+1 (619) 200 4971
by John Cassidy
President & Co-Founder
Clients talk about the desired recruit being someone able to build a finance team, influence the business strategically and be a good business partner to other departments. What often goes unsaid is that the hiring manager has personal views on what constitutes a good direct report. Managing sideways and down are part of the job for the new recruit but balancing it with reporting upwards always comes with the territory.
When we are talking to clients or candidates we listen hard for signs of the potential clashes that might occur and the ability of both parties to adjust to different ways of operating. Diversity brings new ideas and fresh thinking but it can also lead to personality clashes and friction that is far-reaching in the business and disruptive to high performance. Most people think they can be professional in dealing with people who work in different ways but the day-to-day reality can be painful.
Remote working and global businesses that bring different cultures together are likely to exacerbate the tensions brought about by individual working styles. A whole new industry has become established just providing advice and interventions to resolve what one writer dubbed “conflict in the age of Zoom” and history is littered with examples to support the notion that mergers can be “killed by culture”. The role of managers who are working with their team but also having to manage the complexities of the larger organization and their own line manager are central to resolving the problems.
There are also occasions when it feels as if media hype about generational differences between managers and their team can be a genuine barrier or bring bias to the recruiting decision and subsequent management style. The notion that Generation Y (“Millenials”) – born 1980 and 1996 – have an “almost belligerent sense of entitlement” is sometimes played back to us in discussing candidates. I usually refrain from saying that as someone in the age group it is not something I recognize or accept as a generational issue.
Talking ‘Bout My Generation
We are interviewing rising talented finance professionals in their late 20s to early 40s and finding that Millenials can be as tough-minded, pragmatic and assertive as anyone other generation. As I explored in a previous blog they are an emerging pool of talent who have often, in the past two years, stepped up when their boss left or the company’s middle management was cut. They have carried themselves with assurance, demonstrated their ability to deliver results and there’s even evidence that in general they work more hours a day than other generations.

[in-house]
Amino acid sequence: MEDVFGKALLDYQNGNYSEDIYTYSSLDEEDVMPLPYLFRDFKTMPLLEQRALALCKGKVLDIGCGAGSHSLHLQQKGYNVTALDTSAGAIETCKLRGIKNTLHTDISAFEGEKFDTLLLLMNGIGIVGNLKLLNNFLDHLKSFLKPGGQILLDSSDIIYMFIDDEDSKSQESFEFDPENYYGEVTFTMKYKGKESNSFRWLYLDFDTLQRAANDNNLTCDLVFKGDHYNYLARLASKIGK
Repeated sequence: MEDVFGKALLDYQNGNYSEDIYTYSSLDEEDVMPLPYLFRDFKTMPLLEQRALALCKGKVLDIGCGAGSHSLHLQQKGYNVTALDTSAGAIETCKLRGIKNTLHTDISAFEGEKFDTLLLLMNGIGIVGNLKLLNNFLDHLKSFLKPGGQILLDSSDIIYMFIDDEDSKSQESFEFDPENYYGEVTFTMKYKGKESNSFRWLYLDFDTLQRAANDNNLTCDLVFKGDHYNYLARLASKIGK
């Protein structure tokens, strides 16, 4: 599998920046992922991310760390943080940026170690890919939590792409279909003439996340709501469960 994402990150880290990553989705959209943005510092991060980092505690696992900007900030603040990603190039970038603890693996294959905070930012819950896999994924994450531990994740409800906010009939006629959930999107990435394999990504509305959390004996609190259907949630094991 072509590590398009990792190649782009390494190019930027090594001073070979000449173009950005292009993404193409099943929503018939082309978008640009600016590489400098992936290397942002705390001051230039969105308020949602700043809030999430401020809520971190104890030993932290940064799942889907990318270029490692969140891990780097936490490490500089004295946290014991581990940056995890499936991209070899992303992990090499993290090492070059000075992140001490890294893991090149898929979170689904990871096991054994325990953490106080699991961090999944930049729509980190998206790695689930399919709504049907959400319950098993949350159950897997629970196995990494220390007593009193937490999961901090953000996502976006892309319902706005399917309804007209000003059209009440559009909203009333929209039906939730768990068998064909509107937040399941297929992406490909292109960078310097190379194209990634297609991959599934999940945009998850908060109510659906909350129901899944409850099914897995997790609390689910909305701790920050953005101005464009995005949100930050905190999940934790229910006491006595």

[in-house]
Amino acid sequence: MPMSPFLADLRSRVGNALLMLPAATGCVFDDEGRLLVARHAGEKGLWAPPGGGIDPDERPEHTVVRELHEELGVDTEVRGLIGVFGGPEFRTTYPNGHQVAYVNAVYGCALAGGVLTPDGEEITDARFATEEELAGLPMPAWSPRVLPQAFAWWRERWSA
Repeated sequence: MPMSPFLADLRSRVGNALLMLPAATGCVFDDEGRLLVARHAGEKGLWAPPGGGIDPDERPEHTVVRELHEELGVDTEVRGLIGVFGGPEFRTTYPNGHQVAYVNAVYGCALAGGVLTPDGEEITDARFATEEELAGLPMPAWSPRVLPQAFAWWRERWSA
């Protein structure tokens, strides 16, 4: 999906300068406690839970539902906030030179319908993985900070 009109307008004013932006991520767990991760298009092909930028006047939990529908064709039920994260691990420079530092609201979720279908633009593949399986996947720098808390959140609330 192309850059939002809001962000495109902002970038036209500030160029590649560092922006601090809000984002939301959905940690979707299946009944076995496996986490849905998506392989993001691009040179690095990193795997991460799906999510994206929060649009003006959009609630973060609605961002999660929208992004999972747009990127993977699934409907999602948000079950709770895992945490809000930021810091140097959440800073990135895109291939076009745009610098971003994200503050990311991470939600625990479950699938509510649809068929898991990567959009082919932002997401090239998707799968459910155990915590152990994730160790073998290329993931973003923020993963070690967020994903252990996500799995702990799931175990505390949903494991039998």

It’s a generation that comes ready made with the basic skill set as finance becomes increasingly driven by automation, machine learning and artificial intelligence. They were the first to grow up with the pervasive information technology that emerged in the last decade of the 20th Century and became the leading edge of the “digital natives”. They recognize the world before the Fourth Industrial Revolution but also understand the political, social, economic and organizational opportunities and challenges that technology brings to the future.
The Millenials also grew up at a time of developing awareness about the implication of climate change, a changing economic world order and the perils of unfettered technology. They tend to be realists which may be because they are generally worse off financially than prior generations. But there is evidence that they will choose to quit if they don’t see the equity, transparency, flexibility and purpose they expect from employers
They might also ask more questions about home-working, diversity, equality and ethics. Our perspective is that the candidate is right to try to understand if a company’s culture and expectations will suit them. We actively encourage these conversations because if incentives and motives don’t line up, it is unlikely to work out for them or the hiring company.
Many of our discussions focus on how to qualify candidates effectively before interview to ensure their principles and ethos are a good match. This requires reflection and self-awareness from clients but helps to screen out individuals who have a conflicting set of expectations or professional philosophy. It‘s part of the efficiency that an external recruiter can bring because all of that work in advance means clients are interviewing and selecting from a short list that is likely to be job ready and willing to join.